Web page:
News News, 10/12/2018
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Today, you’re able to select a bot from a marketplace or “bot store” for literally any industry ranging from Healthcare, to Banking & Finance and beyond.

In every industry, there are factors responsible for pushing adoption rates over the tipping point, after which a new trend becomes mainstream. In business communication, two Israeli brothers, Avi and Henri Ben Ezra who founded SnatchBot, can claim substantial credit for helping businesses around the world evolve rapidly to a point where they function successfully thanks to intelligent chatbots. Their platform already served some of the biggest brand in the world including Airbnb, Allianz, iFX by HSBC US and TataCO by Vodafone – and now it has spread the chatbot revolution to smaller businesses by creating a level playing field in the market.


Background to the chatbot revolution: 


Chatbots are not actually a new phenomenon, yet recently fear and hype took traditional workers by storm: those who were unable to identify career progression routes feared that bots will replace them in the workplace. Even Bill Gates proposed that robots who take human jobs should pay taxes. This comes, as the sudden revolution in chatbot deployment was fuelled by the ability of bots to reach parity with human performance – and even outperform us in some cases. Indeed more recent advances in artificial intelligence and deep learning changed the picture.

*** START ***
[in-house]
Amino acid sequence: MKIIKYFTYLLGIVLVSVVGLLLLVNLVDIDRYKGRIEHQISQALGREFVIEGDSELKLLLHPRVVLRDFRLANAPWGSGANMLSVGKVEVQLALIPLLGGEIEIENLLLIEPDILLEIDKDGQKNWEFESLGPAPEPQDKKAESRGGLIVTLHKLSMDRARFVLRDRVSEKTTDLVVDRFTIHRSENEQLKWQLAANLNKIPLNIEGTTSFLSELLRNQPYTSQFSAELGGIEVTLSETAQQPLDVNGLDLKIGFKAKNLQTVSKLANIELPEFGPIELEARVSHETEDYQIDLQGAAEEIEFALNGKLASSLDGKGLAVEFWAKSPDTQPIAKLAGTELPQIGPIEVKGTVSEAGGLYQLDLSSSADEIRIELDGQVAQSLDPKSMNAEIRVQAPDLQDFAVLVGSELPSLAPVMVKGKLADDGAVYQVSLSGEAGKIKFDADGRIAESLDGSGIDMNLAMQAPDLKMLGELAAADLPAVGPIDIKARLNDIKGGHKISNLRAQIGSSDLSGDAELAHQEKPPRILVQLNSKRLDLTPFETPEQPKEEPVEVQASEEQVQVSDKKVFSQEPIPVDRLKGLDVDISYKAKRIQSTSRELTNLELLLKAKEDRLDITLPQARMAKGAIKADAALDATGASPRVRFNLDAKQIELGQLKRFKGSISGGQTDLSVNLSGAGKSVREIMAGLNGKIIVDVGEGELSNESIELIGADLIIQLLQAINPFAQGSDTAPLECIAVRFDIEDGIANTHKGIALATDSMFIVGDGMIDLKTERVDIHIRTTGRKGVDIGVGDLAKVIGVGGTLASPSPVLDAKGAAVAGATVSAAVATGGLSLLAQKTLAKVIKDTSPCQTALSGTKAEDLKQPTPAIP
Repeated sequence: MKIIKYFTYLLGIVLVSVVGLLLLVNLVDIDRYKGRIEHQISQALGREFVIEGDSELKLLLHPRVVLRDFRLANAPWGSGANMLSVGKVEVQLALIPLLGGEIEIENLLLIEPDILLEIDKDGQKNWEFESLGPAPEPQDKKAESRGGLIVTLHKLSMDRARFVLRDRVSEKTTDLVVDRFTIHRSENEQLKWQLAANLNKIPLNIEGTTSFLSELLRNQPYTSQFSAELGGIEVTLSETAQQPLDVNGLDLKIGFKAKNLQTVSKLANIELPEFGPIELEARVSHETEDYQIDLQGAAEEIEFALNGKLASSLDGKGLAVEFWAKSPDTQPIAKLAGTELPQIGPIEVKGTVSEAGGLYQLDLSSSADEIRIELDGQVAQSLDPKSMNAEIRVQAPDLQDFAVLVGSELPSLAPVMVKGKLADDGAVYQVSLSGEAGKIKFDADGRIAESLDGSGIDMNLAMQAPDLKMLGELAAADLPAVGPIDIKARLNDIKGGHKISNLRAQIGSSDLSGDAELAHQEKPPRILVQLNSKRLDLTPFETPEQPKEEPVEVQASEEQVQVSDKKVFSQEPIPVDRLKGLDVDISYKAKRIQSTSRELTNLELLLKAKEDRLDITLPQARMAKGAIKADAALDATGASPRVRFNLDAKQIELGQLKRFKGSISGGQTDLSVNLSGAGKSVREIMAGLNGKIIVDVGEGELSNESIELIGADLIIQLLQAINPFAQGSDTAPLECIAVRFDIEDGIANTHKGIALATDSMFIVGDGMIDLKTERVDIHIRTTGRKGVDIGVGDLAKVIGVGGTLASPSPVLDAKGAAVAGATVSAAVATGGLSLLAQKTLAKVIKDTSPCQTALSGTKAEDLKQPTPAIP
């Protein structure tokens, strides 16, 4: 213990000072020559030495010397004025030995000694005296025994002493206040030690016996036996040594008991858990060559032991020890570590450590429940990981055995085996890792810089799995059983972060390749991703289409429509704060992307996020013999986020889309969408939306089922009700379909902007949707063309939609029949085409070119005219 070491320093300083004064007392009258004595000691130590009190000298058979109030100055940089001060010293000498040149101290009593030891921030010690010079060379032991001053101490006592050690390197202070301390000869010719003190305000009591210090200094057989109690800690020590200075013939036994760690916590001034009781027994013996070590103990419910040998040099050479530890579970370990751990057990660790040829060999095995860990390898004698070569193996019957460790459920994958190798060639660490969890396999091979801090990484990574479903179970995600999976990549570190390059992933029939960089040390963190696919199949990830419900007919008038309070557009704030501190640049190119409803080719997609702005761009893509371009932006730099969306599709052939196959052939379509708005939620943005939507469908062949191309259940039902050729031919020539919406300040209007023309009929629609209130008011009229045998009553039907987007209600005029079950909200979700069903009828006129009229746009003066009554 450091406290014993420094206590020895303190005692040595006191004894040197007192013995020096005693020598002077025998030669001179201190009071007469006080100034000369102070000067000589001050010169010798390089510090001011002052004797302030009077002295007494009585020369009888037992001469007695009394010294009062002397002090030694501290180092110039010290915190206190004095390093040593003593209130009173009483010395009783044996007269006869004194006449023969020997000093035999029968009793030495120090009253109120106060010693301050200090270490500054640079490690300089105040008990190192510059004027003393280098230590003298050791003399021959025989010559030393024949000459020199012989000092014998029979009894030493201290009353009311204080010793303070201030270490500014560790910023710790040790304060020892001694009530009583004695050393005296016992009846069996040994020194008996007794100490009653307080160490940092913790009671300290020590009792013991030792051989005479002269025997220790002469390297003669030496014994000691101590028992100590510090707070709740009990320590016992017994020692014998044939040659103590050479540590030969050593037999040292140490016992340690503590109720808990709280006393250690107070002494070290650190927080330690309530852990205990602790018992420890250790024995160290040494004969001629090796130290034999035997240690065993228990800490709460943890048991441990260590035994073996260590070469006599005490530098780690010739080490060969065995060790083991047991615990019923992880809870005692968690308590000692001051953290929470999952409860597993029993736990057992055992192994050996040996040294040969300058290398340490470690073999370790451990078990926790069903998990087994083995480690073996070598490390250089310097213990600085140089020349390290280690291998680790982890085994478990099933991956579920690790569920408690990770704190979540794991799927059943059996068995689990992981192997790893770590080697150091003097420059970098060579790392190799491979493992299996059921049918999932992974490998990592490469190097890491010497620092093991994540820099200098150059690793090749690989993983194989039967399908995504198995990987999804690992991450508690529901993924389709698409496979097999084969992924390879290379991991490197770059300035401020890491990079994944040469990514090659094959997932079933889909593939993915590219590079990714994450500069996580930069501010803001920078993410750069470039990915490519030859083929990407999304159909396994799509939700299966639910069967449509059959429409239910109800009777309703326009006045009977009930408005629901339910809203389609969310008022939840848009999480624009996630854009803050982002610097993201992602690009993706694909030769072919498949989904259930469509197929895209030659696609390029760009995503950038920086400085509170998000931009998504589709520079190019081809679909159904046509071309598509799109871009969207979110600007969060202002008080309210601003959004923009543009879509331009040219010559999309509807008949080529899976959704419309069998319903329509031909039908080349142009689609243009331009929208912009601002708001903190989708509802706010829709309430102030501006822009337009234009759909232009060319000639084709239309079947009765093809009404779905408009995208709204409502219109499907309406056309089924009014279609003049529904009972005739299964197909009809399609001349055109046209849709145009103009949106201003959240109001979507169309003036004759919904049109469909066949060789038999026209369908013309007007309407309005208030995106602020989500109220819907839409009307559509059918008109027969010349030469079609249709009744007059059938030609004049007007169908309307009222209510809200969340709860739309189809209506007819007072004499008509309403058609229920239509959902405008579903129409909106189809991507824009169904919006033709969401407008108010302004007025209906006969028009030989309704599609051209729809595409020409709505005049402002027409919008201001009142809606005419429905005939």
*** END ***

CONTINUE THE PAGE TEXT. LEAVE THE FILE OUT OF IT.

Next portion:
It is a fact that businesses now see huge progress in the areas of cost reduction and efficiency. Early adopters have proven to the world that chatbot deployment is the way to go. It has been established, for instance, that in e-commerce, customer service and banking, deploying bots to deliver 24/7 communication services, led to substantial increases in customer retention and acquisition without the need to increase labour costs. 

Whilst the costly elements of research were carried by larger businesses, solutions such as SnatchBot came along and literally made technology available to businesses of all sizes. This was done primarily by eliminating barriers to entry such as cost and knowledge.